Language and words are important to me. I am a writer and a speaker. The articulation and presentation of thoughts is something that I take very seriously because it provides the foundation for how ideas are transmitted and relationships are formed. I often start by defining words, phrases and concepts so that a common understanding exist and that there is clarity in the exchange of information.
- From womanish. (Opp. of “girlish,” i.e. frivolous, irresponsible, not serious.) A black feminist or feminist of color. From the black folk expression of mothers to female children, “you acting womanish,” i.e., like a woman. Usually referring to outrageous, audacious, courageous or willful behavior. Wanting to know more and in greater depth than is considered “good” for one. Interested in grown up doings. Acting grown up. Being grown up. Interchangeable with another black folk expression: “You trying to be grown.” Responsible. In charge. Serious.
- A woman who loves other women, sexually and/or nonsexually. Appreciates and prefers women’s culture, women’s emotional flexibility (values tears as natural counterbalance of laughter), and women’s strength. Sometimes loves individual men, sexually and/or nonsexually. Committed to survival and wholeness of entire people, male and female. Not a separatist, except periodically, for health. Traditionally a universalist, as in: “Mama, why are we brown, pink, and yellow, and our cousins are white, beige and black?” Ans. “Well, you know the colored race is just like a flower garden, with every color flower represented.” Traditionally capable, as in: “Mama, I’m walking to Canada and I’m taking you and a bunch of other slaves with me.” Reply: “It wouldn’t be the first time.”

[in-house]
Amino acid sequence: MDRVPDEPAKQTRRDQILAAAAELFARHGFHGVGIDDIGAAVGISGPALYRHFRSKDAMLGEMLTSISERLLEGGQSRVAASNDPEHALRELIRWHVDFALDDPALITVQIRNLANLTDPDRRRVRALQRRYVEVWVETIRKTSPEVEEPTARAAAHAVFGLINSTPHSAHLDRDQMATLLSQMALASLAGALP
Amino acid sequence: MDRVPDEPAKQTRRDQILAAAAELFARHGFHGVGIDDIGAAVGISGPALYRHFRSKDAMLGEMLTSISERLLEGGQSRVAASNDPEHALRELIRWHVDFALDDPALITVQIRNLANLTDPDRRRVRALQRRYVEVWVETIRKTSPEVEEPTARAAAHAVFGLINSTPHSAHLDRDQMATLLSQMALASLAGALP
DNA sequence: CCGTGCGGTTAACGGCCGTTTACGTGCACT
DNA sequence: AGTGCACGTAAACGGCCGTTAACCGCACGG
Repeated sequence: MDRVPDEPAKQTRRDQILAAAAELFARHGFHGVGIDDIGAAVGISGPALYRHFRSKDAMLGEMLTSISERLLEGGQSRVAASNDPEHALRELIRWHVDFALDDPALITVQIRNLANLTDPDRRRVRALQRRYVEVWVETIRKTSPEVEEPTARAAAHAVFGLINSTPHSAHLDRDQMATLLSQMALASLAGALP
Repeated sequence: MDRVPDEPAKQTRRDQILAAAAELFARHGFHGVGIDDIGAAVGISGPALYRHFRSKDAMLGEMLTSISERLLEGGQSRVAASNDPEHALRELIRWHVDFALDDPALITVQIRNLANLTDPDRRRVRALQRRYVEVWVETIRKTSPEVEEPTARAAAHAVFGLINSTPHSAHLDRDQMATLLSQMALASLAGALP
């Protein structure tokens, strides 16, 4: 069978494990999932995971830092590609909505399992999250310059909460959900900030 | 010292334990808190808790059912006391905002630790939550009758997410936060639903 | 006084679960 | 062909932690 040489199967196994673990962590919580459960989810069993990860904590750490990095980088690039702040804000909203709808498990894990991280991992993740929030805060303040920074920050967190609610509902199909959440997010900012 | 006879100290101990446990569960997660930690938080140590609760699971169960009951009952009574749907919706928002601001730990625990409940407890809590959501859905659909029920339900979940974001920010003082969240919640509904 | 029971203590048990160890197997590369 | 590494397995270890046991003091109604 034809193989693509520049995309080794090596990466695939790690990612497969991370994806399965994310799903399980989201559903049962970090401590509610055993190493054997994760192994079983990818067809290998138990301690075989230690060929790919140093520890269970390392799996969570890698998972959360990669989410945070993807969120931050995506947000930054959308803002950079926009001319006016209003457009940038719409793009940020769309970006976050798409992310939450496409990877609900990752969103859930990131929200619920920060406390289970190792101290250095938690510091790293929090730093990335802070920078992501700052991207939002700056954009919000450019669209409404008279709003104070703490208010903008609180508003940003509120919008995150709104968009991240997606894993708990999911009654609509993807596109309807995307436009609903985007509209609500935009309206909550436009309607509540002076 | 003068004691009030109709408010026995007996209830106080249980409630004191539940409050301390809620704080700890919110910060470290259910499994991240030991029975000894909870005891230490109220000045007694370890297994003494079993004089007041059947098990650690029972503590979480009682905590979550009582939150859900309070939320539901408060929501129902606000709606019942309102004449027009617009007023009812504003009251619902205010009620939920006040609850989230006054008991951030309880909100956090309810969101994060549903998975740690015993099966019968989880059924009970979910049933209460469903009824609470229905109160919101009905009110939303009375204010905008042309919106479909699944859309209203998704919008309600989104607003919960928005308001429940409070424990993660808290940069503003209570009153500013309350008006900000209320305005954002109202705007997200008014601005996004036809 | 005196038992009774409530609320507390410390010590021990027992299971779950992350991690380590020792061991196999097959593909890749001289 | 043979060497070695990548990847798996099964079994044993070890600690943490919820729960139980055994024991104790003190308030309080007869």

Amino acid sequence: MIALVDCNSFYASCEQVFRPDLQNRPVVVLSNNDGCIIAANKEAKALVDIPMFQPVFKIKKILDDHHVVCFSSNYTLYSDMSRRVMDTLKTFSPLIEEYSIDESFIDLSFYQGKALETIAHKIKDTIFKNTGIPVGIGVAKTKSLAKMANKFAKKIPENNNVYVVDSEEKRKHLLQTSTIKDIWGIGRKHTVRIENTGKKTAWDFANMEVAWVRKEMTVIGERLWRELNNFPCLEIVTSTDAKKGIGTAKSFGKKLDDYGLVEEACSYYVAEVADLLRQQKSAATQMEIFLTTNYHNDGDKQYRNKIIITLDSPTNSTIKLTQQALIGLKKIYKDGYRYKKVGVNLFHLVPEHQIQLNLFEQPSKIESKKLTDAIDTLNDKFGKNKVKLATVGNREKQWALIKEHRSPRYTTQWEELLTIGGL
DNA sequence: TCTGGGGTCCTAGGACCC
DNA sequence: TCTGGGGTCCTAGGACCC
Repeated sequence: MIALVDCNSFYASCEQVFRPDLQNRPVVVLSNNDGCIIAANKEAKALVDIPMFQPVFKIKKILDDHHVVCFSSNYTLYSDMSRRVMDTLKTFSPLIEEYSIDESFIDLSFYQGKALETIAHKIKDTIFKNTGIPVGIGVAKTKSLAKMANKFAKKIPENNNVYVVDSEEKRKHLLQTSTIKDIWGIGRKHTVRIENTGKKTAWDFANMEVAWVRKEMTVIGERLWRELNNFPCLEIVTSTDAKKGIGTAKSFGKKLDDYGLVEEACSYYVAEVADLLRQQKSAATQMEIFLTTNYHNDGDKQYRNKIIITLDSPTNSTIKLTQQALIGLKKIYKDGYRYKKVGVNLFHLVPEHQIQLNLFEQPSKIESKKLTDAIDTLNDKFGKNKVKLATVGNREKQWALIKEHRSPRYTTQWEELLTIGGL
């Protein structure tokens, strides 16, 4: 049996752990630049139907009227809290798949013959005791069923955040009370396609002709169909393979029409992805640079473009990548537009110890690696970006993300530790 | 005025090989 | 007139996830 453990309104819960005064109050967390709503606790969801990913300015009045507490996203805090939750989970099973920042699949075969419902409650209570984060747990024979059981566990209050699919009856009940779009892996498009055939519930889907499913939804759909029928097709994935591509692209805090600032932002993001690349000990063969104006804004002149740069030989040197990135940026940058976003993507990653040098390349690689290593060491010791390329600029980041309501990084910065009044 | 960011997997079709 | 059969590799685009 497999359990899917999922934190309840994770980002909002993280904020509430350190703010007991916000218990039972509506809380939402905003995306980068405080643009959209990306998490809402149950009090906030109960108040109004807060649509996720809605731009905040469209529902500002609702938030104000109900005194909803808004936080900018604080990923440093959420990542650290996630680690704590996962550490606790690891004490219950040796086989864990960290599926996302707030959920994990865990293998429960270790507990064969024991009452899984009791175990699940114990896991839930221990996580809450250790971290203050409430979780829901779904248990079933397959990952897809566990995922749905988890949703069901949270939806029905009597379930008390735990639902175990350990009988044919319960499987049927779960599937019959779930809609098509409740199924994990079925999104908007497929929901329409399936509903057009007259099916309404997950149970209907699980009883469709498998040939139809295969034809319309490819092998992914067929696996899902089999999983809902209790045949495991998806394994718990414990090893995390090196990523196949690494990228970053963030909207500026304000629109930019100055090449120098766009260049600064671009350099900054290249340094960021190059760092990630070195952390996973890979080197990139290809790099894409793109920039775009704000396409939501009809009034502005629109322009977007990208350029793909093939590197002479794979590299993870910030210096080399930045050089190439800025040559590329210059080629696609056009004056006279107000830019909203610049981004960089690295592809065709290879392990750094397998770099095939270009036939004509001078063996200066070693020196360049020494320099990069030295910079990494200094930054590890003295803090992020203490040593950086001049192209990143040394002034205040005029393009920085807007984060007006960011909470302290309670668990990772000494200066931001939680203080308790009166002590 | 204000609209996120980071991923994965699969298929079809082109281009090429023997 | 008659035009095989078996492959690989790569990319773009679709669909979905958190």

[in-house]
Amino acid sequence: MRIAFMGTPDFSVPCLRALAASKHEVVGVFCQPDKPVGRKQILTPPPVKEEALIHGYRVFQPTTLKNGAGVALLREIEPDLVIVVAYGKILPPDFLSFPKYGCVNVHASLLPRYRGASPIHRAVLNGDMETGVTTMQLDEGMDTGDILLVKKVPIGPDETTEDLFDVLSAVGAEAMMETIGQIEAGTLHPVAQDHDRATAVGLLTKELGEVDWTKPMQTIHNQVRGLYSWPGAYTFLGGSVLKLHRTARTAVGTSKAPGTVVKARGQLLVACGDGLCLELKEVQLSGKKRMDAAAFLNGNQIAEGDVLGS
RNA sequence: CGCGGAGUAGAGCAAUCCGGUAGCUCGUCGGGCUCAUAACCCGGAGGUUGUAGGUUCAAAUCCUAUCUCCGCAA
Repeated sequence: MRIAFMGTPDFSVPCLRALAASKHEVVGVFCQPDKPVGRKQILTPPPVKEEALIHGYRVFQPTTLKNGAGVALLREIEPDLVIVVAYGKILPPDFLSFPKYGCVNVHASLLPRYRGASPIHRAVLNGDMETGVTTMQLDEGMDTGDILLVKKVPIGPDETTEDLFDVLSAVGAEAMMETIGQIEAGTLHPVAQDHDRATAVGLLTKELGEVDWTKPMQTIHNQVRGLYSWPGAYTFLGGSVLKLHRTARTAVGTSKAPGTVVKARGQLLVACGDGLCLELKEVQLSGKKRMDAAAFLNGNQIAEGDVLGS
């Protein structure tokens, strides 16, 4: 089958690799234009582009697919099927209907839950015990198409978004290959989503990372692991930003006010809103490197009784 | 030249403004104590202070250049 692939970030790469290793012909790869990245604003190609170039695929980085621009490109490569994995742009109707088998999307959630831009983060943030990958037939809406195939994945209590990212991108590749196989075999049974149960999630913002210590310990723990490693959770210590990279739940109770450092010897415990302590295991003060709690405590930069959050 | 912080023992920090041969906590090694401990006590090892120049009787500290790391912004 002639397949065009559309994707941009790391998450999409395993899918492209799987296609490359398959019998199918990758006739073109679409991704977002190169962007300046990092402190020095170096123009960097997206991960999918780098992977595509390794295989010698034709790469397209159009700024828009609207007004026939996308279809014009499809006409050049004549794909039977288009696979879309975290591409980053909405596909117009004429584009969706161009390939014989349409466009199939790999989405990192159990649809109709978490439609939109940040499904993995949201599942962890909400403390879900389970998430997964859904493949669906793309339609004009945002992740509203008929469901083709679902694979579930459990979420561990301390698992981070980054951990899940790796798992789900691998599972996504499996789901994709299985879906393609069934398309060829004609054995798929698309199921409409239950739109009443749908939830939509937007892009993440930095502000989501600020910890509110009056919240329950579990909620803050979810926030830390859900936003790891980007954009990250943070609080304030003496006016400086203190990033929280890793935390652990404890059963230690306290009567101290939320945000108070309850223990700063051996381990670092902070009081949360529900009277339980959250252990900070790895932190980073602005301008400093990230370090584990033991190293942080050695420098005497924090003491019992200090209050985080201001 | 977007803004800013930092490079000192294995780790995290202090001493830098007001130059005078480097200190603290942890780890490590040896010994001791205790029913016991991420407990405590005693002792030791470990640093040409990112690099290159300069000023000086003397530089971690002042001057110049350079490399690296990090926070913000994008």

- Loves music. Loves dance. Loves the moon. Loves the Spirit. Loves love and food and roundness. Loves struggle. Loves the Folk. Loves herself. Regardless.
- Womanist is to feminist as purple is to lavender.
I am a theologian – one who studies God and concepts of God. I operate from a practical framework, one that is pastoral in nature. This means that I understand who God is through a pastoral care lens, one that takes seriously the care of, compassion for and fundamental humanity of God’s creation.
So as a womanist theologian, I draw on my experience and the larger experience of black women and their context of experiencing interlocking systems of oppression to understand who God is and how God moves in a caring relationship with God’s people. The purpose of this study is to uncover a fuller understanding of what it means to experience abundant life and ultimately liberation. This does not end with the black woman’s lived experience, it only begins there. A key aspect of womanist theology is that the liberation and wholeness of all of humanity is lifted up. Did you get that?